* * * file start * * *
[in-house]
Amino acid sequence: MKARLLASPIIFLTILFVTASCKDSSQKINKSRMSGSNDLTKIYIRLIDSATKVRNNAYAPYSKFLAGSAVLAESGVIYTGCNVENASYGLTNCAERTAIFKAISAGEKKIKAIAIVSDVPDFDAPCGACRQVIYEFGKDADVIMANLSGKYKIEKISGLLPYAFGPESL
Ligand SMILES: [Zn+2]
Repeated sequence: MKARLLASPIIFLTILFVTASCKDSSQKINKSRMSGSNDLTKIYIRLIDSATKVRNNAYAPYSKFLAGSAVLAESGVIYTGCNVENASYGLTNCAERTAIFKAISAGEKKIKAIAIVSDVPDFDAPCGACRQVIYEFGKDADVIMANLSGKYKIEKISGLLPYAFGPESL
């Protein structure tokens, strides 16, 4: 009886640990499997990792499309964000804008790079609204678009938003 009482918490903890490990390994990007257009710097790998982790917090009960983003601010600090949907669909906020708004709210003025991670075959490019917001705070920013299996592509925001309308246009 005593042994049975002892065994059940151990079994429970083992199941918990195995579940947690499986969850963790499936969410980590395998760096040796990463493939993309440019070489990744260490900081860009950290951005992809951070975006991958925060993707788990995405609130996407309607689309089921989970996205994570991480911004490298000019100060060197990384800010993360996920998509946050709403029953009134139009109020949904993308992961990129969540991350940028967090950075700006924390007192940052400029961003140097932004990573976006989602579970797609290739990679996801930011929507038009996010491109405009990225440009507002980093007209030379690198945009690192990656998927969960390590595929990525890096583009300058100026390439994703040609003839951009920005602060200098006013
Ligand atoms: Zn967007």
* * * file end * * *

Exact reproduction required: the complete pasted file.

[in-house]
Amino acid sequence: MKARLLASPIIFLTILFVTASCKDSSQKINKSRMSGSNDLTKIYIRLIDSATKVRNNAYAPYSKFLAGSAVLAESGVIYTGCNVENASYGLTNCAERTAIFKAISAGEKKIKAIAIVSDVPDFDAPCGACRQVIYEFGKDADVIMANLSGKYKIEKISGLLPYAFGPESL
Ligand SMILES: [Zn+2]
Repeated sequence: MKARLLASPIIFLTILFVTASCKDSSQKINKSRMSGSNDLTKIYIRLIDSATKVRNNAYAPYSKFLAGSAVLAESGVIYTGCNVENASYGLTNCAERTAIFKAISAGEKKIKAIAIVSDVPDFDAPCGACRQVIYEFGKDADVIMANLSGKYKIEKISGLLPYAFGPESL
């Protein structure tokens, strides 16, 4: 009886640990499997990792499309964000804008790079609204678009938003 009482918490903890490990390994990007257009710097790998982790917090009960983003601010600090949907669909906020708004709210003025991670075959490019917001705070920013299996592509925001309308246009 005593042994049975002892065994059940151990079994429970083992199941918990195995579940947690499986969850963790499936969410980590395998760096040796990463493939993309440019070489990744260490900081860009950290951005992809951070975006991958925060993707788990995405609130996407309607689309089921989970996205994570991480911004490298000019100060060197990384800010993360996920998509946050709403029953009134139009109020949904993308992961990129969540991350940028967090950075700006924390007192940052400029961003140097932004990573976006989602579970797609290739990679996801930011929507038009996010491109405009990225440009507002980093007209030379690198945009690192990656998927969960390590595929990525890096583009300058100026390439994703040609003839951009920005602060200098006013
Ligand atoms: Zn967007």